But at least “Obamacare” refers to something that actually exists. It’s only the name that’s the giveaway, for these emails. I can’t say the same for the other two. Ever since Trump became president in 2017, I’ve since been assailed by emails for Trumpcare, even though no such thing exists—he never passed a health-care bill during his term. Then, after Biden took over in 2021, I’ve been getting emails for Bidencare, even though he hasn’t passed a health-care bill, either.

    Is this what it’s going to be like for the foreseeable future? Every time there’s a new president, suddenly a new -care program emerges? Will I later be getting emails for Harriscare or Desantiscare or Trumpbackagaincare?

  9. Ha Nguyen says:


    Except, apparently, there’s now Bidencare since the last spending bill in December. I’ve read that there’s a lot of healthcare stuff in that bill, fixes that the Democrats had been wanting to pass for awhile, but couldn’t get through for some reason or other.

  10. gVOR08 says:


    once things like briefing books are created, they must be retained by law. Someone yesterday mentioned that it would be wiser to just to shred things that are no longer used, but that is a crime.

    How the hell much storage space does the National Archives have? I keep picturing the warehouse at the end of Raiders of the Lost Ark. Next thing you know, GOPs will be pushing to defund NARA along with the IRS.

    There’s been some discussion of why a lot of this stuff isn’t electronic and whether such a system would be adequately secure. I see over at Lawfare that Milley is catching some flack for collecting documents and creating timelines of the Pentagon’s response to Jan 6 and then classifying them and putting them on the JWICS, the Joint Worldwide Intelligence Communication System. So such a system exists, Milley over-classified some stuff and put it there (as Trumpsky’s people did with the transcript of the “perfect” call with Zelensky), and by so doing inevitably raised questions that he’s hiding something.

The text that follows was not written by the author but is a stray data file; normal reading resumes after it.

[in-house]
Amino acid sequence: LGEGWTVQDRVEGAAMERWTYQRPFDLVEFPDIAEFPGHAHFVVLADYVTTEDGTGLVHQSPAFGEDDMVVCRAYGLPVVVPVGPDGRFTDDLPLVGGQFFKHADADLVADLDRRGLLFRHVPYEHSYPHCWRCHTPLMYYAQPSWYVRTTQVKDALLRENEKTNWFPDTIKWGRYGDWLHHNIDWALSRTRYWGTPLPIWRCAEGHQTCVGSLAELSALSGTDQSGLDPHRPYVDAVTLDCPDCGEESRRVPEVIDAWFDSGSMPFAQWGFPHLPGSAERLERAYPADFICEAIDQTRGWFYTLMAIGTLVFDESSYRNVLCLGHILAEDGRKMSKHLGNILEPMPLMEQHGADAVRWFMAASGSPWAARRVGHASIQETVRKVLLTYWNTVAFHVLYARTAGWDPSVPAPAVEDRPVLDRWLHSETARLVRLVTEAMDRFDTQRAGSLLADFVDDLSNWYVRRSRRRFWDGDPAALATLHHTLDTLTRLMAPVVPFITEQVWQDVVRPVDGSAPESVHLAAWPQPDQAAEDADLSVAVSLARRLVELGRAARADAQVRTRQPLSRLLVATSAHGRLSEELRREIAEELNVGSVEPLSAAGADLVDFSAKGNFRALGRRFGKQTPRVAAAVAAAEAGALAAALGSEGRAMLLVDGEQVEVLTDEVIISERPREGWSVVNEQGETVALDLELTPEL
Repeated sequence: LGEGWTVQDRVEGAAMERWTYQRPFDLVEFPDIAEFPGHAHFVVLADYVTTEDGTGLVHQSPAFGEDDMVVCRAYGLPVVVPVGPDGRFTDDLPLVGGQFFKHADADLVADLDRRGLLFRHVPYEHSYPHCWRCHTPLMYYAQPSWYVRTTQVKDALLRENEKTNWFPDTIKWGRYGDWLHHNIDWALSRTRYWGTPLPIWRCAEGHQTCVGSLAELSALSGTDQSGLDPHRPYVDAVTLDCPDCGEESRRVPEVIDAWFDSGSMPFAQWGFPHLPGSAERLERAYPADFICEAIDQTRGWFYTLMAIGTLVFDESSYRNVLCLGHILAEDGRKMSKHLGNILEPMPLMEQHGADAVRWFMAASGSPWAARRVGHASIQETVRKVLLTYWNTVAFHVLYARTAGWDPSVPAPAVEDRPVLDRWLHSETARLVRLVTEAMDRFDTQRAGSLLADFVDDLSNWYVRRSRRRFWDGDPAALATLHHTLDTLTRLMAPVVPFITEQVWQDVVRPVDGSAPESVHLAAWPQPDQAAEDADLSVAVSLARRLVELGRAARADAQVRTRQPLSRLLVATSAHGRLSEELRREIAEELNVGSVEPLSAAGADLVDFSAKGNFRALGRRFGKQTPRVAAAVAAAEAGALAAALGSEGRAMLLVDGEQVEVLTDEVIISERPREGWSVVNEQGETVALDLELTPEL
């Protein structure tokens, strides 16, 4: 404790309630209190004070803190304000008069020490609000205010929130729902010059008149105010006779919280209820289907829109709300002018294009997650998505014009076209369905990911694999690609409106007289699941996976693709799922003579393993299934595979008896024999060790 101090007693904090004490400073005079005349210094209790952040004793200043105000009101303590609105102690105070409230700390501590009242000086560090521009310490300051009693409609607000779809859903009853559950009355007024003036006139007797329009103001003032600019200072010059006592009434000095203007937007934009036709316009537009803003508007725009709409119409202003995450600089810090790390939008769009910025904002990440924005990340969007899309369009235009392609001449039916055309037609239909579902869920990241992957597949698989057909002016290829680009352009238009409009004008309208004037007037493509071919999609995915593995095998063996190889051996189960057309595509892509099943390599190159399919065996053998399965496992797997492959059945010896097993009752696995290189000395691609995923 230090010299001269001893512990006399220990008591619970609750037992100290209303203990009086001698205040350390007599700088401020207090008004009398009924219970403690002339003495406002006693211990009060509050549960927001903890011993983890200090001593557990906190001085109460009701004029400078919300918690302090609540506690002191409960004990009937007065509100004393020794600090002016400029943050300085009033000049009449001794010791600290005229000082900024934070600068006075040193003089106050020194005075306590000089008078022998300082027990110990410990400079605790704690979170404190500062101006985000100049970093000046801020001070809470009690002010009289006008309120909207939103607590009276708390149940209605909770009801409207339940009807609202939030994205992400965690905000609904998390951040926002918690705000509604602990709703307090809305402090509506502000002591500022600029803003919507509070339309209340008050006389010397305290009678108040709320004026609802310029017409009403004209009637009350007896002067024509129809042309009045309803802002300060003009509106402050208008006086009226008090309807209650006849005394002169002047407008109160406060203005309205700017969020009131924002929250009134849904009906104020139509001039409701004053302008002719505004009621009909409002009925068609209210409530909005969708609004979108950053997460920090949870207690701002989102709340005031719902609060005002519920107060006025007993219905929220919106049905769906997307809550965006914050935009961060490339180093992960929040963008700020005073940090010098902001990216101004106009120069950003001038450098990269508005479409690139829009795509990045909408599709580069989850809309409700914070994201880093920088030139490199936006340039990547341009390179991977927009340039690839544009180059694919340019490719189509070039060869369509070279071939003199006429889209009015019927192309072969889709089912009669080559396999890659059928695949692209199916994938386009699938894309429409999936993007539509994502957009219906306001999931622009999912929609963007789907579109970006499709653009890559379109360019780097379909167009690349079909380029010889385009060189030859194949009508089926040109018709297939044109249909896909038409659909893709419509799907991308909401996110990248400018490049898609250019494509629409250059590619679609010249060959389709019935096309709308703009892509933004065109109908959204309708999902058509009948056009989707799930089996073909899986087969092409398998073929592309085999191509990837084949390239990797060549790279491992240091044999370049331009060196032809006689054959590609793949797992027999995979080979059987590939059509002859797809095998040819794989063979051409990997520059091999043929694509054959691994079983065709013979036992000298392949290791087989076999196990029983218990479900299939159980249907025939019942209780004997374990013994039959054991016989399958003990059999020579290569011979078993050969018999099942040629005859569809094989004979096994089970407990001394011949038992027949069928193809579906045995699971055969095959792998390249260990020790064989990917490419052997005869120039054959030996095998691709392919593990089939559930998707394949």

11. gVOR08 says:

    @daryl and his brother darryl: I think I first saw that story about TFG’s golf “championship” around 2017, along with his fake Time cover, fake ‘river ran red with blood’ battlefield, etc. I am bemused that things like why his hair looks like that and why he had trouble walking down a ramp are treated as mysteries, although credible explanations came out years ago.

  12. Kylopod says:

    @Ha Nguyen: I don’t think Biden making changes to health-care policy proves there’s something called Bidencare. For that matter, you could say there’s Trumpcare because he got rid of the individual mandate. I think at minimum there needs to be some kind of a new program to justify naming it after the president.

    And even then, that’s hardly sufficient. I suppose you could call Medicare Johnsoncare. Or CHIP could be called Clintoncare. Or Medicare D Bushcare. We just don’t do that–for better or worse.

  13. inhumans99 says:


    I will have to ask my Dad what additional insurance he had been purchasing for years prior to his unfortunately, finally needing to take advantage of his Medicare/Insurance coverage big-time due to cancer.

    He informed me fairly recently that even with his planning for his retirement many years back, that were it not for insurance and Medicare it would have been about $1 million out of pocket for his treatment (so he avoided becoming yet another statistic under the heading of folks who have to declare bankruptcy due to medical bills).

    He received care at Cedars Sinai, but I suspect his bills would have still added up to about a million if he received care at a hospital in Kansas.

    Putting aside that health care really is way too crazy expensive in America compared to other countries (such as Mexico, where he had an endoscopic procedure that cost maybe a fifth, if that, of what it would in the U.S., also….long story on why he went to Mexico for this procedure, but it gave him a chance to get to know his great neighbor more as she drove him down to Mexico), there do seem to be legit insurance packages that supplement Medicare and are not total scams that offer crap coverage.

    My Dad is the guy who just shakes his head at those Colonial Penn type adds, and just tells me to never bother with those life insurance/medical coverage providers when I hit retirement age because what they offer is total junk, especially their only $9.95 a month type plans.

    It shocked me at the amounts my Dad quoted me when he informs me how much he was charged for certain procedures (I asked). That a good chunk of Red State America does not cross the aisle on the issue of healthcare costs needing to be brought down in the United States and join the chorus of Liberals griping about healthcare costs, well…it tells me so much about how many people are brain washed by news providers like Fox News. A problem we still do not have a good solution for.

  14. gVOR08 says: